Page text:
Marianne Williamson Wants to ‘See the Memes.’ Here They Are.

If you watched the Democratic debates on Tuesday and Wednesday, you saw what was, for the most part, a substantive discussion of important issues like health care, immigration and criminal justice.

But if you also sneaked a peak at Twitter after Marianne Williamson spoke of “dark psychic forces” or Senator Kirsten Gillibrand gave a shout-out to Clorox — well, full disclosure, we were doing the same thing. And, let’s be honest: Some of the memes and GIFs were pretty good.

As a public service, we here at The New York Times have rounded them up for you.

We’ll start with Ms. Williamson, who seems to understand how this whole debate thing works. Asked after the Tuesday debate whether it had gone as she had hoped, she told reporters: “I don’t know yet. I mean, I’ll tell you when, you know, later when I see the memes.”

As our colleagues pointed out, Ms. Williamson, the spiritualist and best-selling self-help author, had a reasonably good night. She delivered a sharp answer on reparations that put a specific price tag on her proposal. And her warning about “dark psychic forces” in politics and a promise of “radical truth-telling” struck a chord with some viewers as an example of, well, radical truth-telling.

But not all of the attention was positive. Many observers said they found themselves searching Ms. Williamson’s name for the first time, and in some cases, they were alarmed by what they found. Her views and comments about mental health and antidepressants, for instance, have come under intense scrutiny.

Former Representative John Delaney of Maryland, a moderate Democrat, and Senator Elizabeth Warren of Massachusetts, a progressive, sparred for much of the night as each argued for their distinct set of values. At one point, Mr. Delaney took an implicit shot at Ms. Warren, assailing what he called “fairy tale economics.” Moments later, Ms. Warren unloaded one of the most pointed and memorable lines of the night.

“I don’t understand why anybody goes to all the trouble of running for the president of the United States just to talk about what we really can’t do and shouldn’t fight for,” Ms. Warren said, and the audience roared.

Someone then took the liberty of editing Mr. Delaney’s Wikipedia page to declare him dead — at the hands of Ms. Warren. (His page has since been restored; Mr. Delaney is not, in fact, dead.)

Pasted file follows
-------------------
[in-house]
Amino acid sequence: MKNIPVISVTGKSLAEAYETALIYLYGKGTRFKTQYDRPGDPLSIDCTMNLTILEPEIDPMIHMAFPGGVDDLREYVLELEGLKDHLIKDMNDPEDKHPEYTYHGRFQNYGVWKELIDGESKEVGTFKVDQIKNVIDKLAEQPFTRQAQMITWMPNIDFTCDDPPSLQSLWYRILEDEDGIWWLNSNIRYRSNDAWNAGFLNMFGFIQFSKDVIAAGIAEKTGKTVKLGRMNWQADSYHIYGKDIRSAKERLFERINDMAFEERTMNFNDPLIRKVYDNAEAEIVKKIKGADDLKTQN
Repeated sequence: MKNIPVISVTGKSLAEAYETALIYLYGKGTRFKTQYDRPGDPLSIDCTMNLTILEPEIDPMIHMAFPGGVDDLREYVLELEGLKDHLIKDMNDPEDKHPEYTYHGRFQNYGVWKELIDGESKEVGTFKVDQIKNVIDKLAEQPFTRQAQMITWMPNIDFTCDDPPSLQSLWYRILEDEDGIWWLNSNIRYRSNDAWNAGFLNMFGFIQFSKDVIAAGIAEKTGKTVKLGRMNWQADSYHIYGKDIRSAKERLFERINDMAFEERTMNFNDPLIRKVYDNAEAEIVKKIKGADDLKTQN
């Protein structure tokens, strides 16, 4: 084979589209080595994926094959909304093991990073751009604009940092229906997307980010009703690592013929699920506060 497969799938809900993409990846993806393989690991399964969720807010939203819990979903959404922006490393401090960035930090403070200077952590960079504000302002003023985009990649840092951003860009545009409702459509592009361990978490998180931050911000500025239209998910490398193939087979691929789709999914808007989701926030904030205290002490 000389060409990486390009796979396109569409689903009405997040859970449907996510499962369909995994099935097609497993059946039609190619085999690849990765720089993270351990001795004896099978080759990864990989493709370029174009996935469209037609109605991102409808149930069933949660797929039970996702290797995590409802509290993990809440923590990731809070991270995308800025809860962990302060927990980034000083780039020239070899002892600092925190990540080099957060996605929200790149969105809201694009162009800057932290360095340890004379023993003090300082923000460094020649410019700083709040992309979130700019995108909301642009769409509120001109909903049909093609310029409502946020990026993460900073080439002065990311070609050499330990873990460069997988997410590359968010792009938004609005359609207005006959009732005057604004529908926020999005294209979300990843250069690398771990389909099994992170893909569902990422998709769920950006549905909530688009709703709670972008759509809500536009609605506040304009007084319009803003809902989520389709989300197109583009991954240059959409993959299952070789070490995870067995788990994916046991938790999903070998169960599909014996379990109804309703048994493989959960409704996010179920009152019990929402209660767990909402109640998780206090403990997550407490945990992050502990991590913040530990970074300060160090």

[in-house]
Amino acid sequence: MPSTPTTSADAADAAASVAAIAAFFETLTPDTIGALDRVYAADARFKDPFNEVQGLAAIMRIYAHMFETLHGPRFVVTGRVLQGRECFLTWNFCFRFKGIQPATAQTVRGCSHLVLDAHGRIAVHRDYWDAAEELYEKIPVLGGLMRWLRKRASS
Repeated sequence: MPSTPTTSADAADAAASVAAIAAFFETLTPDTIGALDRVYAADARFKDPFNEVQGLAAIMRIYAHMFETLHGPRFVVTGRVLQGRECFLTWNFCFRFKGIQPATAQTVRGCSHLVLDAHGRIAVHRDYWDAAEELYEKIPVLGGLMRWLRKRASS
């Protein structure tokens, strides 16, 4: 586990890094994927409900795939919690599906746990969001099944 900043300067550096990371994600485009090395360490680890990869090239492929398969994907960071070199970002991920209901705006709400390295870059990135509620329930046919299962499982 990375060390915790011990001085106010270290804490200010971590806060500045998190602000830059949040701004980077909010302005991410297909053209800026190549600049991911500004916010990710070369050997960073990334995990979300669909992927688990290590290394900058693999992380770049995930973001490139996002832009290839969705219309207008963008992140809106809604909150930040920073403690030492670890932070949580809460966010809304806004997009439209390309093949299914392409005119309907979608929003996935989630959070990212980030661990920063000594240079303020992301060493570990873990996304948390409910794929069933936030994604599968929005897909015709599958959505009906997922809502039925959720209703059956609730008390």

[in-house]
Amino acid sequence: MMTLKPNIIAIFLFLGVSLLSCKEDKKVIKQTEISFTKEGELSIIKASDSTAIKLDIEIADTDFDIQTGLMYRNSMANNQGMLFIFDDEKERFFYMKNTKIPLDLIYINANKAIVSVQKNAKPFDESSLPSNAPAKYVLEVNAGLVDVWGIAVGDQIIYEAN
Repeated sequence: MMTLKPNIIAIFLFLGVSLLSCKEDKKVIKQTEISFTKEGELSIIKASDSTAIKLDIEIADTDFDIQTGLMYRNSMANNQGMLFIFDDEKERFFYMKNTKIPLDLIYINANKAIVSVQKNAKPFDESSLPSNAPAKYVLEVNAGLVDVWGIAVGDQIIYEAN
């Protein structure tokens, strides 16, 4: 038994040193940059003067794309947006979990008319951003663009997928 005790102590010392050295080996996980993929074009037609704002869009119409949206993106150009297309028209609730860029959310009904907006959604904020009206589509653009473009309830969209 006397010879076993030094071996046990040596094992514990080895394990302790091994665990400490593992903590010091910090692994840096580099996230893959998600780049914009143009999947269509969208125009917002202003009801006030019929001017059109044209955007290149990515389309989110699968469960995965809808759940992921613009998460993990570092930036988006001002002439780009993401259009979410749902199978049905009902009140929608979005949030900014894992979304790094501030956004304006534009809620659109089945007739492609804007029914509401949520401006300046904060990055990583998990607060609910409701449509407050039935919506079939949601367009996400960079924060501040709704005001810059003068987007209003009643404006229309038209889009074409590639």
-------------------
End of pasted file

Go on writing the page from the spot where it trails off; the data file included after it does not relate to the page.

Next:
Mr. Delaney was also asked about Ms. Warren’s proposed wealth tax. Don Lemon, the CNN anchor, pointed out that it would apply to Mr. Delaney, whose net worth has been estimated at more than $90 million, if it became law.

Several viewers noticed that Ms. Warren appeared to rub her hands in gleeful anticipation of Mr. Delaney’s answer — and some were kind enough to provide us with the video clip.

Oh, and there is also this:

Senator Bernie Sanders of Vermont created a memorable moment amid an argument about health care with Representative Tim Ryan of Ohio.

“Medicare for All is comprehensive,” Mr. Sanders argued. “It covers all health care needs.”

“You don’t know that,” Mr. Ryan interjected. “You don’t know that, Bernie.”

“I do know it,” Mr. Sanders shot back. “I wrote the damn bill!”

The spat was then creatively reinterpreted as seen below.

It was a fairly good night for Ms. Gillibrand of New York, who landed a few blows on former Vice President Joseph R. Biden Jr.

And, as some Twitter users pointed out, it may also have been a good night for the Clorox Company because of a zinger Ms. Gillibrand directed at President Trump.

“The first thing that I’m going to do when I’m president,” she said, “is I’m going to Clorox the Oval Office.”

We think that is what they call a “sick burn?”

In his closing statement, Mr. Biden, like many of the candidates, sought to give voters instructions on how to support his campaign.

The problem, though, was that his instructions were a bit perplexing. After most of his rivals had plugged their websites, Mr. Biden told the audience to “go to ‘Joe 30330’ and help me in this fight.”

As many were quick to point out, did not exist at that point.

We won’t bore you with much more text. But no list would be complete without acknowledging the memes about:

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